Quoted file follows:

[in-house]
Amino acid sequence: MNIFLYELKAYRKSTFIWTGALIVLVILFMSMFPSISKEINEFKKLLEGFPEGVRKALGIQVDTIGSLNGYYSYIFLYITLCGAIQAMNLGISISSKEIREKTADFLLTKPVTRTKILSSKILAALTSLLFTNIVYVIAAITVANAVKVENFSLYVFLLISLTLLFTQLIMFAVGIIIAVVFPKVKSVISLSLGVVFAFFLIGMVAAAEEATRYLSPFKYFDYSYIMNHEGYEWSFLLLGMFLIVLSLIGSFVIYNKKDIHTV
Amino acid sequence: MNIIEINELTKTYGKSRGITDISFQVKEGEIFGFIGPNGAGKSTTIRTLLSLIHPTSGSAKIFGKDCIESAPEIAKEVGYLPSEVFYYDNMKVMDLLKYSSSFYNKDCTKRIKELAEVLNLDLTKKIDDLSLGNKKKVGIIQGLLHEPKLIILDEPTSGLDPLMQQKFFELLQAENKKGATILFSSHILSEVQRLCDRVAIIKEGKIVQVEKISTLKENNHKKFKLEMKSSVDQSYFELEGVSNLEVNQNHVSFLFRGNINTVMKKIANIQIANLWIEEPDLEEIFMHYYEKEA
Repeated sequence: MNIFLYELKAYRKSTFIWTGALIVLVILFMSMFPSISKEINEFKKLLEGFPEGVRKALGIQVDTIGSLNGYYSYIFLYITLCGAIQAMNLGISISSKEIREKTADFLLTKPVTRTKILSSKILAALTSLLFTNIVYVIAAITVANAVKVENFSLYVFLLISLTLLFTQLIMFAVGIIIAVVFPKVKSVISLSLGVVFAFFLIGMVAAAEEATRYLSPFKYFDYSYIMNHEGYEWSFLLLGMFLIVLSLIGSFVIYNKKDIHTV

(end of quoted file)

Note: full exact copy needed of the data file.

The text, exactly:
[in-house]
Amino acid sequence: MNIFLYELKAYRKSTFIWTGALIVLVILFMSMFPSISKEINEFKKLLEGFPEGVRKALGIQVDTIGSLNGYYSYIFLYITLCGAIQAMNLGISISSKEIREKTADFLLTKPVTRTKILSSKILAALTSLLFTNIVYVIAAITVANAVKVENFSLYVFLLISLTLLFTQLIMFAVGIIIAVVFPKVKSVISLSLGVVFAFFLIGMVAAAEEATRYLSPFKYFDYSYIMNHEGYEWSFLLLGMFLIVLSLIGSFVIYNKKDIHTV
Amino acid sequence: MNIIEINELTKTYGKSRGITDISFQVKEGEIFGFIGPNGAGKSTTIRTLLSLIHPTSGSAKIFGKDCIESAPEIAKEVGYLPSEVFYYDNMKVMDLLKYSSSFYNKDCTKRIKELAEVLNLDLTKKIDDLSLGNKKKVGIIQGLLHEPKLIILDEPTSGLDPLMQQKFFELLQAENKKGATILFSSHILSEVQRLCDRVAIIKEGKIVQVEKISTLKENNHKKFKLEMKSSVDQSYFELEGVSNLEVNQNHVSFLFRGNINTVMKKIANIQIANLWIEEPDLEEIFMHYYEKEA
Repeated sequence: MNIFLYELKAYRKSTFIWTGALIVLVILFMSMFPSISKEINEFKKLLEGFPEGVRKALGIQVDTIGSLNGYYSYIFLYITLCGAIQAMNLGISISSKEIREKTADFLLTKPVTRTKILSSKILAALTSLLFTNIVYVIAAITVANAVKVENFSLYVFLLISLTLLFTQLIMFAVGIIIAVVFPKVKSVISLSLGVVFAFFLIGMVAAAEEATRYLSPFKYFDYSYIMNHEGYEWSFLLLGMFLIVLSLIGSFVIYNKKDIHTV